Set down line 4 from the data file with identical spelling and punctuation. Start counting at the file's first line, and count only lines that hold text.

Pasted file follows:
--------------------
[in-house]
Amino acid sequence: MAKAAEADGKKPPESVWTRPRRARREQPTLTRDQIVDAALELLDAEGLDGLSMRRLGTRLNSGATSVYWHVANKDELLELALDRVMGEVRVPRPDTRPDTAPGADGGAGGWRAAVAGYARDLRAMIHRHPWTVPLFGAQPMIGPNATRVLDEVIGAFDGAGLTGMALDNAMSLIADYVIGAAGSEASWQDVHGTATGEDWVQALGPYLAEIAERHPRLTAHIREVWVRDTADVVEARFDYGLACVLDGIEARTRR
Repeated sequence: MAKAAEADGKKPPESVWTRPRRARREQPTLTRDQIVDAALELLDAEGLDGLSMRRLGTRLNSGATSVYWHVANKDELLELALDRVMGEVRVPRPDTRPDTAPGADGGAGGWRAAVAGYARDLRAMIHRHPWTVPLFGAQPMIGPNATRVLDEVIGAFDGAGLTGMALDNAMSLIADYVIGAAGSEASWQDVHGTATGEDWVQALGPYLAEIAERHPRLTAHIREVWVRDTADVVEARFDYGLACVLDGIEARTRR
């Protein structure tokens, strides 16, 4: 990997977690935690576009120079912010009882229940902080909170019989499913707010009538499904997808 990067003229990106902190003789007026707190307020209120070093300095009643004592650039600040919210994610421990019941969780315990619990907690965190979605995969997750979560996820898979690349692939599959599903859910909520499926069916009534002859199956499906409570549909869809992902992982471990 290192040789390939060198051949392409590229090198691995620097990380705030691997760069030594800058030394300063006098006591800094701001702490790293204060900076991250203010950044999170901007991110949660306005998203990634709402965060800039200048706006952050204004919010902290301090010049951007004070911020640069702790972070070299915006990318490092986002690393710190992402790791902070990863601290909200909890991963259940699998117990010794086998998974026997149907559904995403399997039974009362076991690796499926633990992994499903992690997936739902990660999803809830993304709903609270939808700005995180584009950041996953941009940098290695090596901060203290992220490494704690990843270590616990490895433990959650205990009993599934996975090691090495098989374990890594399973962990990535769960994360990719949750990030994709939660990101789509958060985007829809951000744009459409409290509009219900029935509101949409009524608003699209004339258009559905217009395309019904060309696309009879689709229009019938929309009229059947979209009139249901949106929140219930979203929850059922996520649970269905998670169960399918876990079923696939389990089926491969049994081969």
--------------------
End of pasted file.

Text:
């Protein structure tokens, strides 16, 4: 990997977690935690576009120079912010009882229940902080909170019989499913707010009538499904997808 990067003229990106902190003789007026707190307020209120070093300095009643004592650039600040919210994610421990019941969780315990619990907690965190979605995969997750979560996820898979690349692939599959599903859910909520499926069916009534002859199956499906409570549909869809992902992982471990 290192040789390939060198051949392409590229090198691995620097990380705030691997760069030594800058030394300063006098006591800094701001702490790293204060900076991250203010950044999170901007991110949660306005998203990634709402965060800039200048706006952050204004919010902290301090010049951007004070911020640069702790972070070299915006990318490092986002690393710190992402790791902070990863601290909200909890991963259940699998117990010794086998998974026997149907559904995403399997039974009362076991690796499926633990992994499903992690997936739902990660999803809830993304709903609270939808700005995180584009950041996953941009940098290695090596901060203290992220490494704690990843270590616990490895433990959650205990009993599934996975090691090495098989374990890594399973962990990535769960994360990719949750990030994709939660990101789509958060985007829809951000744009459409409290509009219900029935509101949409009524608003699209004339258009559905217009395309019904060309696309009879689709229009019938929309009229059947979209009139249901949106929140219930979203929850059922996520649970269905998670169960399918876990079923696939389990089926491969049994081969």